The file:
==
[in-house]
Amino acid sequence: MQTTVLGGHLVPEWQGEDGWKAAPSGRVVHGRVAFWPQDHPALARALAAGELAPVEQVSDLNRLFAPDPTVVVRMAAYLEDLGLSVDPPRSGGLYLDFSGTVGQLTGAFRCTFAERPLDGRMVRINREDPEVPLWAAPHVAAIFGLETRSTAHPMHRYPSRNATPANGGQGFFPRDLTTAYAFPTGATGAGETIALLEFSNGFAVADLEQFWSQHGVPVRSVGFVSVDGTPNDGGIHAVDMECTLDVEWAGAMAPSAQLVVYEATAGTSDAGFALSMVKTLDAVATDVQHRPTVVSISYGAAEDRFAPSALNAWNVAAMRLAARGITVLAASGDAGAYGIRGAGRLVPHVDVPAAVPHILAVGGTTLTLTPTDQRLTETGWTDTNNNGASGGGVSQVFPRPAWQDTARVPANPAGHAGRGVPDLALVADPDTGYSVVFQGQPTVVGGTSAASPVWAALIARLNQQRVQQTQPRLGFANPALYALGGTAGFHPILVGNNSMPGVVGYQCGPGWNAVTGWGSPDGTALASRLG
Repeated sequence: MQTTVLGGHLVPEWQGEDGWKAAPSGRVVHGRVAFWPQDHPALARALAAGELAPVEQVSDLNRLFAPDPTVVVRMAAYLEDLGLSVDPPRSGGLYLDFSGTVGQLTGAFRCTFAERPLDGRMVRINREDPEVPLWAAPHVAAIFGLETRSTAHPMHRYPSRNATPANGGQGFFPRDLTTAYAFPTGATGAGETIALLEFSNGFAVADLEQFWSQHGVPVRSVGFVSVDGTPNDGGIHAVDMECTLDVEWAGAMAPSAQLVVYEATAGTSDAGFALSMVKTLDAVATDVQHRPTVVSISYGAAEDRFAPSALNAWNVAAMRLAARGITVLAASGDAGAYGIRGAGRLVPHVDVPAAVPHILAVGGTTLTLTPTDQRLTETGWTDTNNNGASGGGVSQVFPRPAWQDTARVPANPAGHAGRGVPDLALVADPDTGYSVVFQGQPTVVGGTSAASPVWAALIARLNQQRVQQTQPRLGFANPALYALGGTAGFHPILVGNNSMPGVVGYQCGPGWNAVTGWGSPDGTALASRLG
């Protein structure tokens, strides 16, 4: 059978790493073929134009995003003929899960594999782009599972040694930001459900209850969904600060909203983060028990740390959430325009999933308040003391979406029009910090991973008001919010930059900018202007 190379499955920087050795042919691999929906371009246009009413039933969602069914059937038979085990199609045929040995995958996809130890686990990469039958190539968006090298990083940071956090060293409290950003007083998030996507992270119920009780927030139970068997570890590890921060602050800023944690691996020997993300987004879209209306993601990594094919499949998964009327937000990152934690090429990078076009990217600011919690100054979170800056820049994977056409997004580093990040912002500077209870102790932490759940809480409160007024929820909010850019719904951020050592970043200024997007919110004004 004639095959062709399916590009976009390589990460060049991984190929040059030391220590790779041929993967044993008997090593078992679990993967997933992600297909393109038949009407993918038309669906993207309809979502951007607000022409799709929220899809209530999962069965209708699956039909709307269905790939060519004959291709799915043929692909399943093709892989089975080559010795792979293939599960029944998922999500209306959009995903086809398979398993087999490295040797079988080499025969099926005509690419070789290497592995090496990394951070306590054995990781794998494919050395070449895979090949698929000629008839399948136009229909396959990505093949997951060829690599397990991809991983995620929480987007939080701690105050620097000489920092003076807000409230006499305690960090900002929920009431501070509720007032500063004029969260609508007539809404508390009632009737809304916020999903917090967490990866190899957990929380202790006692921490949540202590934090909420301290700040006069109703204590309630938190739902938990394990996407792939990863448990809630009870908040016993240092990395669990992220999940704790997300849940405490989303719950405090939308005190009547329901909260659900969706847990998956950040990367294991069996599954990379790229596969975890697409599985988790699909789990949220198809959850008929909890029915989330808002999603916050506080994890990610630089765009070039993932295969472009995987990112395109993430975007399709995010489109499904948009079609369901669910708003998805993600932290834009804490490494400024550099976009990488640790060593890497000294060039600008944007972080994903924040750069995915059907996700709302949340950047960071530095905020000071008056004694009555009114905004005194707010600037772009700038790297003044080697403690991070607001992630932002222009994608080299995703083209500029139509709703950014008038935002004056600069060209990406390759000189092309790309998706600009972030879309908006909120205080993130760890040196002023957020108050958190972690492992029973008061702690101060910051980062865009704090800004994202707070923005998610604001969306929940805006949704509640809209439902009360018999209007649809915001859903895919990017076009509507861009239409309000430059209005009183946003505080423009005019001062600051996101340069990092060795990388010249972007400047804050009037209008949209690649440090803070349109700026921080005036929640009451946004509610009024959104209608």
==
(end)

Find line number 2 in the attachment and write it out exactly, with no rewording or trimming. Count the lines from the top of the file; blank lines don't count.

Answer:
Amino acid sequence: MQTTVLGGHLVPEWQGEDGWKAAPSGRVVHGRVAFWPQDHPALARALAAGELAPVEQVSDLNRLFAPDPTVVVRMAAYLEDLGLSVDPPRSGGLYLDFSGTVGQLTGAFRCTFAERPLDGRMVRINREDPEVPLWAAPHVAAIFGLETRSTAHPMHRYPSRNATPANGGQGFFPRDLTTAYAFPTGATGAGETIALLEFSNGFAVADLEQFWSQHGVPVRSVGFVSVDGTPNDGGIHAVDMECTLDVEWAGAMAPSAQLVVYEATAGTSDAGFALSMVKTLDAVATDVQHRPTVVSISYGAAEDRFAPSALNAWNVAAMRLAARGITVLAASGDAGAYGIRGAGRLVPHVDVPAAVPHILAVGGTTLTLTPTDQRLTETGWTDTNNNGASGGGVSQVFPRPAWQDTARVPANPAGHAGRGVPDLALVADPDTGYSVVFQGQPTVVGGTSAASPVWAALIARLNQQRVQQTQPRLGFANPALYALGGTAGFHPILVGNNSMPGVVGYQCGPGWNAVTGWGSPDGTALASRLG